Of course, if immigration overhauls were politically palatable, they would have been in place long ago. But if the United States were able to redesign the system from scratch, how would it do it? (TL;DR: It would look nothing like it does now.)
An Economic Stream
Any new system would likely favor economic migration, making it easier for people to move for work. New Zealand, Australia, and Canada offer useful examples of how.
New Zealand, where one in four people were born elsewhere, has one of the world’s most innovative migration systems. The country of 4 million is not afraid to experiment, actively manages the process, and jettisons ideas that don’t work. Australia, where a similar proportion of the 24 million people were born overseas, has adopted some of New Zealand’s most successful policies and implemented them in its own, far larger system.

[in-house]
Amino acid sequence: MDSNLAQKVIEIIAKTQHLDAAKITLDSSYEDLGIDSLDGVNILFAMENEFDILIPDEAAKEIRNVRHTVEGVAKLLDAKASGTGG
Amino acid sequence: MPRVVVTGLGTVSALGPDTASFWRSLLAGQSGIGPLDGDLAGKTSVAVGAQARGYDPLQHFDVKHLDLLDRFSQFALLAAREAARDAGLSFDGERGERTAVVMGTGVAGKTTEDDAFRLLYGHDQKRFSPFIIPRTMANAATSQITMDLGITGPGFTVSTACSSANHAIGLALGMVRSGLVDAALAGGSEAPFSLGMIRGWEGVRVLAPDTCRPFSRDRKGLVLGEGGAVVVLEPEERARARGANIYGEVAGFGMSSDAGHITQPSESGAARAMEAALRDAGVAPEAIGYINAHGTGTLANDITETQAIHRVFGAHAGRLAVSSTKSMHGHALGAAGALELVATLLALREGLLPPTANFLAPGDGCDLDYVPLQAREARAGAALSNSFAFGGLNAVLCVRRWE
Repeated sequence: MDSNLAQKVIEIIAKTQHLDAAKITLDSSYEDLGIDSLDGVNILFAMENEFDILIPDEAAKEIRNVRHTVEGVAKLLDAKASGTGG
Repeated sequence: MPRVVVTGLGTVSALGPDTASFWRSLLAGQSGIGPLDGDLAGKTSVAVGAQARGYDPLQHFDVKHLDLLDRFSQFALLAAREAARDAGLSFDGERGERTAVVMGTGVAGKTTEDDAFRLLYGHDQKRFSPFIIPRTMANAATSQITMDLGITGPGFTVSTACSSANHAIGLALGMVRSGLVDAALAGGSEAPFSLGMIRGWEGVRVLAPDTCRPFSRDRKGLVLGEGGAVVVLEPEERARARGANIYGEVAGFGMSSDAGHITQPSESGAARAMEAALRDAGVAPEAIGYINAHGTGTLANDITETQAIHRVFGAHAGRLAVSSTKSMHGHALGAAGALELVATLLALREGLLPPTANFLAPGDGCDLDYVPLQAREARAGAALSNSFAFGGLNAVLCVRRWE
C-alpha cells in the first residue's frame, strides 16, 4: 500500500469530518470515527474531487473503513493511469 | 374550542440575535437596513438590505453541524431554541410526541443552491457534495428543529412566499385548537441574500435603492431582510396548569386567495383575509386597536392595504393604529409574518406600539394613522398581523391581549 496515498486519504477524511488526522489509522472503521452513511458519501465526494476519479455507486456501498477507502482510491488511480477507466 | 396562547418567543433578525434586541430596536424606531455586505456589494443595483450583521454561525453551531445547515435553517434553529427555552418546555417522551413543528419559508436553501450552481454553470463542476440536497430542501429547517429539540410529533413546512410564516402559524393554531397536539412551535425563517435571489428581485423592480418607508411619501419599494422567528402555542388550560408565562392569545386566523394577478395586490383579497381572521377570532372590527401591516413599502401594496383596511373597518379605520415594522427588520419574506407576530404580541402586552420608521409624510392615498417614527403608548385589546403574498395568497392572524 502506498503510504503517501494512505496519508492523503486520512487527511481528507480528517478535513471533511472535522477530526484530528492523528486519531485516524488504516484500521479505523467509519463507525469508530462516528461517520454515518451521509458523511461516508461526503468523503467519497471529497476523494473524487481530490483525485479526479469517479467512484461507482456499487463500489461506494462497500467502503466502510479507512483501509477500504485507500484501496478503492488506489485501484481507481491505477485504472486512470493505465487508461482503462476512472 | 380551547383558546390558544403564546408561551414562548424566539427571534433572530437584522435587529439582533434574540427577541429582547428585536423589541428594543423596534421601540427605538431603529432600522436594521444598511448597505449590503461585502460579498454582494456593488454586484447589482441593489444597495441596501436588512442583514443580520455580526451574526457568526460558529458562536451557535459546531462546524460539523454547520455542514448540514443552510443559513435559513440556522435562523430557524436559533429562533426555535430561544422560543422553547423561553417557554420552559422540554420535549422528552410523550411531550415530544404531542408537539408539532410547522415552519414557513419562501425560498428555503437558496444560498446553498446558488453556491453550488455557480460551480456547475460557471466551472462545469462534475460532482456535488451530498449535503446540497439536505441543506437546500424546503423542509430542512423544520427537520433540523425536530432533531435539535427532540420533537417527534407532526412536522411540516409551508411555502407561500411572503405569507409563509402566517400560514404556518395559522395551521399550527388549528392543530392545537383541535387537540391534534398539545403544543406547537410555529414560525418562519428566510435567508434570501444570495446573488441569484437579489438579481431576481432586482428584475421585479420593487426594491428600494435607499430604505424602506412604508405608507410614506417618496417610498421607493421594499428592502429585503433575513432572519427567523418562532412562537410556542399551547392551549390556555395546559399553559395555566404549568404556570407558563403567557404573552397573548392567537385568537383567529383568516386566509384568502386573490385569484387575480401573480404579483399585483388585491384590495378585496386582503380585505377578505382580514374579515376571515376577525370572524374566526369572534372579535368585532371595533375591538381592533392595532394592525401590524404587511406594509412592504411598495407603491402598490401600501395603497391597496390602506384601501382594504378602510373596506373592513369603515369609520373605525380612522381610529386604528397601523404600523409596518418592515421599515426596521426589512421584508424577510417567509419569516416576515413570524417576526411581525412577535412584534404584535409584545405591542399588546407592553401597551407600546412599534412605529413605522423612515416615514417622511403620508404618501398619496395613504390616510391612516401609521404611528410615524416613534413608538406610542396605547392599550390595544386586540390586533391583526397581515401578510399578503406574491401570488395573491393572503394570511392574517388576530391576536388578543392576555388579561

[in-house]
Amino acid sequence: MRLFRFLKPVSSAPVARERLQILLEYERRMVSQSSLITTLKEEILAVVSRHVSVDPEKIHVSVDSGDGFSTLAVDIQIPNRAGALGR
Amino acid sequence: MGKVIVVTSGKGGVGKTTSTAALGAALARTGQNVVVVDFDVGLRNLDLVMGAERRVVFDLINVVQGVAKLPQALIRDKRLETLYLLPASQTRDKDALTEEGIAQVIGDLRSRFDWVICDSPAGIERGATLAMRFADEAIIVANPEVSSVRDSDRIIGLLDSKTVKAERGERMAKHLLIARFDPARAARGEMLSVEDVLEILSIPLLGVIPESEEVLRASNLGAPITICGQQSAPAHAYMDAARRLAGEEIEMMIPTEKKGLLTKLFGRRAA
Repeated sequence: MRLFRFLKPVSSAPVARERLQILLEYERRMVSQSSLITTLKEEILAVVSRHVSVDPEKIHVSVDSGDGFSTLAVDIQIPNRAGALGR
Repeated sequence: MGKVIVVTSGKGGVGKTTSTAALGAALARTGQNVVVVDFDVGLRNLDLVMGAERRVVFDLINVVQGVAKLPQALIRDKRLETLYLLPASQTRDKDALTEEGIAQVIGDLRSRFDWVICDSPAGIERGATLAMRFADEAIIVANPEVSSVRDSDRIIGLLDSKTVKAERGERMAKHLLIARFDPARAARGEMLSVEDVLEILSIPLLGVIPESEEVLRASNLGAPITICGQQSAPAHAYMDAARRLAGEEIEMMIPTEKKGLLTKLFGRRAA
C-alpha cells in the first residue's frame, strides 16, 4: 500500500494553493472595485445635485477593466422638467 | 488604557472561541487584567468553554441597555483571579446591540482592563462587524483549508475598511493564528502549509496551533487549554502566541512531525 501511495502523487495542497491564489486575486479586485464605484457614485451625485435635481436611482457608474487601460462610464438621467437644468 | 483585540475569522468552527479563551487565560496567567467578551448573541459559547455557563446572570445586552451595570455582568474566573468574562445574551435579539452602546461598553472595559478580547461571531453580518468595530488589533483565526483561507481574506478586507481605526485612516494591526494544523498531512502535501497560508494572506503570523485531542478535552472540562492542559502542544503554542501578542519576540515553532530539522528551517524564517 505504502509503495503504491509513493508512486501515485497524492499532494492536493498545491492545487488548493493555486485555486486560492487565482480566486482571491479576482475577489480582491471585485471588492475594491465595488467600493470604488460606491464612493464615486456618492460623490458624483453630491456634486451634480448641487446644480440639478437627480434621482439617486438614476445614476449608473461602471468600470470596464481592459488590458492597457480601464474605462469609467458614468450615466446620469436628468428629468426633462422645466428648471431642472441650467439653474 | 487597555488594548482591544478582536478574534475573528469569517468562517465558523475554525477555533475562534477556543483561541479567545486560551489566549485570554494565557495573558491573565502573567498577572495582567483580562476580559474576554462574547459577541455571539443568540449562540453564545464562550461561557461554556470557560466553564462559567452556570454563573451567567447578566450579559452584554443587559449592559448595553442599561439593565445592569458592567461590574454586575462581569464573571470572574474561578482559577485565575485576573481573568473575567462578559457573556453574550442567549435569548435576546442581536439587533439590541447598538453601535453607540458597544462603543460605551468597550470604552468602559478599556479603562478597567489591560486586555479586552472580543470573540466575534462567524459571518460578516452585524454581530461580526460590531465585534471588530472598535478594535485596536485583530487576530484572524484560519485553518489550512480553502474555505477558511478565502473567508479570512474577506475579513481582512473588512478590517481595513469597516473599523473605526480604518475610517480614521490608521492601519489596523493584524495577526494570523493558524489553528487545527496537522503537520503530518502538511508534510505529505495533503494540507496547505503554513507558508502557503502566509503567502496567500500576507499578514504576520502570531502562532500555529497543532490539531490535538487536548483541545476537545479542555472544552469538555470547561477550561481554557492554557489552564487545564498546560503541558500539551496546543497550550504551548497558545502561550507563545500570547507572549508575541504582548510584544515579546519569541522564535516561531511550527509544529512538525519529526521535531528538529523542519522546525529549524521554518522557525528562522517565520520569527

Both countries make it simple for anyone with a job to move and work there and offers them a well-defined path to citizenship. Each also employs a points-based system that would draw those immigrants most likely to settle in quickly.
Similarly, Canada’s points-based system is seen as a model in Europe and the U.S., but past immigrants found themselves underemployed once they moved. Ottawa has since reconfigured its own system to make it more competitive and more like Australia’s and New Zealand’s.
The idea underpinning these countries’ systems, though, is the same: Labor needs would be met by allowing employers to choose their workers. The government, through the study of past cohorts of migrants, would ensure that the number of migrants isn’t putting pressure on local services or hurting domestic workers. The system would combine an employer-sponsored visa and points to attract those individuals who can adapt well to the new culture through language, education, and experience.